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Zoning in on land use
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MONROE - Monroe needs to reconsider zoning.

That was the consensus at a community input meeting Wednesday to address land use in the city. The topic of land use is the final subject in a series of similar meetings covering the issues of housing, transportation, recreation, the arts and utilities. The meetings are facilitated by the Southwestern Wisconsin Regional Planning Commission, which will be drafting an updated comprehensive community plan for Monroe.

Savannah Ernzen, a SWWRPC planner, prefaced the discussion with the caveat that discussions of land use are often "touchy" for communities. But the group of about 15 had no problem agreeing that Monroe's zoning over the years has allowed conflicting land uses - industry next to residential areas, for example - and is in need of updating.

"Zoning is definitely something that needs to be addressed," said Phil Rath, Monroe's city administrator.

Themes from previous meetings on other topics, especially housing, resurfaced. Ryan Ziltner, a realtor in Monroe, said the city has a serious lack of quality rental housing to attract young professionals - an idea that's come up several times.

"Young professionals are not finding the quality they are looking for," he said. And the location within the city really doesn't matter, he said. "The biggest issue is not location; the biggest issue is quality."

Having high-end rental units would help keep younger people who work in Monroe from commuting from the Madison area, where such living options are plentiful. Ultimately, this will serve to help long-term employee retention for local businesses.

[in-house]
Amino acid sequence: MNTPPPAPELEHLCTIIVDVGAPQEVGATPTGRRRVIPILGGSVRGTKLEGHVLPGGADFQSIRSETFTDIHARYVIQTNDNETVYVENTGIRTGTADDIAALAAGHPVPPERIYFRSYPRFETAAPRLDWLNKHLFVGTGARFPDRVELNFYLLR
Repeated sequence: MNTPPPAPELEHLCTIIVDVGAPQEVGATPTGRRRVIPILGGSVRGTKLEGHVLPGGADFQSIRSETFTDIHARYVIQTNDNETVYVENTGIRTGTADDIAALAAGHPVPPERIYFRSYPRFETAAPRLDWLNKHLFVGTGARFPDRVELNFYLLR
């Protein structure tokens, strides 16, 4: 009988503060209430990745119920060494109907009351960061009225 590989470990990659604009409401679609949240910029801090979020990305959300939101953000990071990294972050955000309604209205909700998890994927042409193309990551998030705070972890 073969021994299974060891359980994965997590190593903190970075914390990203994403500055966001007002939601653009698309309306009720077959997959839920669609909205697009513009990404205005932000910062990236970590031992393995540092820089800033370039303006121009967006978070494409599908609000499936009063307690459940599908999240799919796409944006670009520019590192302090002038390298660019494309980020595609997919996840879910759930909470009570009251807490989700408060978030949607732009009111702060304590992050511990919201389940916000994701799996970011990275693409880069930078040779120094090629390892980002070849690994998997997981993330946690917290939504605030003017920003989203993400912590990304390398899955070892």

Zoning can be a roadblock to this type of development, as meeting participants said there isn't much availability in areas zoned for multi-family residential housing.

Another stumbling block is making the numbers work. While some believe Monroe landlords could charge Madison-area rents, $1,200 per month for high-quality rental units for example, others don't agree. Developers would also need to convince banks that such housing will be profitable. One option could be city incentives, as other communities offer, to help developers bridge the financial gap.

When looking at zoning overall in the city, Monroe could take a different approach. Aaron Holverson of Holverson Design in Monroe suggested the city consider form-based zoning. Under the traditional zoning model which Monroe uses, areas are designated for specific purposes, such as residential or industrial. But the form-based model looks at the physical form, or footprint, of the structure to be built, rather than its intended purpose, he said.

By using form-based zoning, industry is kept together as are residential neighborhoods. "Things naturally fall into place" using this methodology, he said. Others agreed the form-based model was worth further consideration.

Other ideas the group said deserve a closer look are more sidewalks throughout the city to make the community more navigable for walkers; dog-friendly city parks and potentially a dog park; widening truck routes to make it easier for vendors to deliver goods and materials to local manufacturers; and clearly marked bike paths, particularly leading bicyclists from bike trails to the downtown area and around schools.